W.F. & J. Barnes Co Drill Press
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  1. #1
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    Default W.F. & J. Barnes Co Drill Press

    Hey guys, recently picked up this 20” drill press and need some help restoring it. The handle at the top drive wheel that puts it in “low gear” snapped off and I need a picture to recreate it. Also, I am missing some gears and parts for the power feed, and one of the gears for the power feed has some broken teeth. Does anyone have any pictures they could post so I can recreate the parts? Patent date on the machine is oct 25 1910, I looked it up and the drawings weren’t helpful. Thanks!

    ede556b4-4eff-4683-b0e7-2985d61d9626.jpg
    be49c641-82ed-4324-b370-c18e41d08f33.jpg

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    First a flip of the feed photo
    left-side-view.jpg

    Some related photos
    1898-upright-drill.jpg1904-upright-drill.jpg1906-feed-barnes-sliding-head-drill.jpgbarnes-feed.jpg
    Perhaps someone with a Barnes upright drill can post some photos?
    John

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    Thanks for that! I’ve gone through several patents and catalog pictures and stuff, and unfortunately they all seem to be just a little different, and none match mine 100%. I also found that someone added 3 old gears and a weird hunk of very coarse thread hollow all thread on top of the counterweight. Unfortunately none of the gears are correct for the missing one, and I don’t think the threaded piece goes to anything on this. I wonder why it needed a heavier counterweight.

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    Quote Originally Posted by Deepsea View Post
    I wonder why it needed a heavier counterweight.
    Someone may have been using a larger drill chuck or boring head.

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    Deepsea,

    Here are a few photos I have saved over the years.


    PM member Clodbuster restored his W.F. & John Barnes 20 inch machine. He re-made his broken power feed lever by comparing it to the backgear lever.

    Edit: found Clodbuster's restoration thread: Barnes 20 inch drill press restoration (pic heavy)


    clodbuster-20-inch-barnes-01.jpg clodbuster-20-inch-barnes-02.jpg



    W.F & John Barnes 20 inch, from sale advertisement in NZ:

    20-inch-15.jpg


    Another local W.H.& John Barnes, I don't know what size it is, but it is 3MT. Sliding head model.

    barnes-3mt-sliding-head-top-gear-02.jpg barnes-3mt-sliding-head-top-gear-03.jpg

    BTW, we need better photos, please! They are too small to see anything.
    Last edited by Peter S; 05-24-2020 at 07:16 AM.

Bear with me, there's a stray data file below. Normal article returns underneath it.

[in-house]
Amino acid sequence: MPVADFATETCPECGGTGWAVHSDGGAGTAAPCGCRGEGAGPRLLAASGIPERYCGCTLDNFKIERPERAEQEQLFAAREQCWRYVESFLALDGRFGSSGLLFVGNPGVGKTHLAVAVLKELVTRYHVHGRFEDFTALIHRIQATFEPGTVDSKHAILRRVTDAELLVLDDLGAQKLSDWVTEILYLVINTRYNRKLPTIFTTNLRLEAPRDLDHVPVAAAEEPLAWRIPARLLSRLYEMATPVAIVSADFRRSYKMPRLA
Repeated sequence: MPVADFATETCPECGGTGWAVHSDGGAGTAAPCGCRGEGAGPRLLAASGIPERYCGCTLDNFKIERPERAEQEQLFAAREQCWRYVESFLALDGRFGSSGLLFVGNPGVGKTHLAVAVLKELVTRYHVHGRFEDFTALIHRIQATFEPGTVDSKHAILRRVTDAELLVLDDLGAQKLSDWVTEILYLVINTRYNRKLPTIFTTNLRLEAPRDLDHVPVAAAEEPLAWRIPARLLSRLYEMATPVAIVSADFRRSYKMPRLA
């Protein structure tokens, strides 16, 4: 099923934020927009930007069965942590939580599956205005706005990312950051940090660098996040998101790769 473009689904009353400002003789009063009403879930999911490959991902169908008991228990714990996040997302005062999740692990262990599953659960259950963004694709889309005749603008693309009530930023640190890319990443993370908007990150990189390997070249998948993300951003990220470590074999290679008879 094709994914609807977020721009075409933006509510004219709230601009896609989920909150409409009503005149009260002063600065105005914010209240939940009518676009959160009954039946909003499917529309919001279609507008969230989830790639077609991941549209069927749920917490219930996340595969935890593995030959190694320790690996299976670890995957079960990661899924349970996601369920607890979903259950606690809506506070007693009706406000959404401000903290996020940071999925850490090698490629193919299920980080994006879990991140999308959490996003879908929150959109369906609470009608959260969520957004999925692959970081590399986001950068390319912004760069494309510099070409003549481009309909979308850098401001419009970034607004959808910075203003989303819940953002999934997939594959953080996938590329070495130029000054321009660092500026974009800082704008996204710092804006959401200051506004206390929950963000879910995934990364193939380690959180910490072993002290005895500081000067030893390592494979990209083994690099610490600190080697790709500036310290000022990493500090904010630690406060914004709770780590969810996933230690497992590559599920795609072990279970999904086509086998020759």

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    Here is a group photo showing the needed gear(s):
    barnes-feed-gears.jpg
    John

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    Thanks for those pictures! That is a huge help. Yes I private messaged clodbuster just waiting on a reply. I assume my missing gear is a one piece casting for those two gears. I don’t know much about gears, but I’m sure if I measured the radius from the pin to both gears and used the same tooth style I could figure out the specs for the gears I’d need to have made. Reading through his thread though I was surprised to hear how expensive gears are to have made. 2-300 per gear, I guess mine would count as two

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    Two gears assembled together. Some stock gears are sold with a Hub. A projection that can be turned so another gear can be mounted to make an assembled pair.
    Determine the pitch of the gears, typical: measure the diameter, count the number of teeth and then add two (2) to the total. Divide that total by the outside diameter and the result will be a whole number or very close. That is the Pitch.
    Measure the width of the gear. It will match the width of the new gear.
    Martin, Browning, and Boston are gear companies that have pdf catalogs available on line.
    Here is some useful info from Martin:
    martin-gear-terms.jpg
    The gears for the Barnes are called Spur gears. Gear teeth are manufactured with a "Pressure Angle" that should only mesh with other gears that have the same pressure angle. The pressure angle for the missing gears is likely 14 & 1/2 degrees.
    The other common pressure angle is 20 degrees.
    With this info one could browse 'the bay' for replacement gears. New gears are sold at low prices all the time. I would look for a large gear with a hub that already has the correct bore size or smaller. Then mount the smaller gear on the hub.
    Some machine work will be needed, turn, bore, keyway, assemble.
    There is also a way to calculate the dimensions of the missing gears by using the center to center distance.
    Guessing the pitch of the gears may be 8 or 10 pitch.
    John

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